A/C in the Southeast, Part 2: The Best Way to Cool Homes in Humid Climates?
Fix the Home First
Ceiling fans are one of the most popular and generally well regarded of all home energy efficiency features. [continue reading]
More than three-fifths of the households in the U.S. heat or cool their homes with ducted forced air systems, so chances are good that air ducts are lurking within your walls, floors, or ceilings. [continue reading]
Recent improvements to window technology make substantial air conditioning energy savings possible. However, shading remains a time-tested method to accomplish the same end. [continue reading]
A home with a poor duct system can't be energy efficient no matter how tight or well-insulated it is. [continue reading]
Ground source heat pumps (sometimes called geothermal heat pumps, Geo-Exchange Systems, or GHPs) most often exchange heat with the ground by means of a ground heat exchanger. [continue reading]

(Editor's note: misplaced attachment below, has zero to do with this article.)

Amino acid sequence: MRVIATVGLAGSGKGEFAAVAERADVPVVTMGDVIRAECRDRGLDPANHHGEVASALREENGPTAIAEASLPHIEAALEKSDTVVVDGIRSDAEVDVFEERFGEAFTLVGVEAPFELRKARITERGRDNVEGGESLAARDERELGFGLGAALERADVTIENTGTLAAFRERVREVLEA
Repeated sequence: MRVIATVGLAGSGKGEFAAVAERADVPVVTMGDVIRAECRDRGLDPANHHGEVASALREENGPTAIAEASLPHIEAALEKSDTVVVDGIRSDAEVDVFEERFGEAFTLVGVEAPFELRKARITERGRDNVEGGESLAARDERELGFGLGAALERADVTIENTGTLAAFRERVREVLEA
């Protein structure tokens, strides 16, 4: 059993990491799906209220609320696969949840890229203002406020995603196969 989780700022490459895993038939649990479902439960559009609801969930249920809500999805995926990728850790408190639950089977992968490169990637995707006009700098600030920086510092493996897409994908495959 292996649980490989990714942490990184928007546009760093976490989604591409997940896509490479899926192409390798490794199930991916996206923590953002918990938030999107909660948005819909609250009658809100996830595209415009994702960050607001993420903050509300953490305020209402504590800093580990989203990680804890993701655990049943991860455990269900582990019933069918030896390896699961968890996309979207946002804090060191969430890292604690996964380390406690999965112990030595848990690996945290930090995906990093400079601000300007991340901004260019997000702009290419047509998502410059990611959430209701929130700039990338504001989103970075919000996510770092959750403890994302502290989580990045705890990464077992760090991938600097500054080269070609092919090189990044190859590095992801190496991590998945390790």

To test the feasibility of building new single-family homes that cut air conditioning use to a minimum, researchers here at the Florida Solar Energy Center (FSEC) recently built a 2,425 ft2 home in central Florida using many proven energy-saving building strategies, along with a 4 kW photovoltaic (PV) array that could meet most of the home's daytime electrical demand. [continue reading]
Many U.S. homebuilders and buyers view compressor cooling as a necessity, even in mild climates. But the widespread use of compressor cooling causes several problems, especially in warmer regions like the West Coast. [continue reading]
Construction can be a rewarding business, especially for startups. This especially so due to the ever-growing need for housing as ...
Energy efficiency is good for the economy, good for families, good for workers, and good for the environment.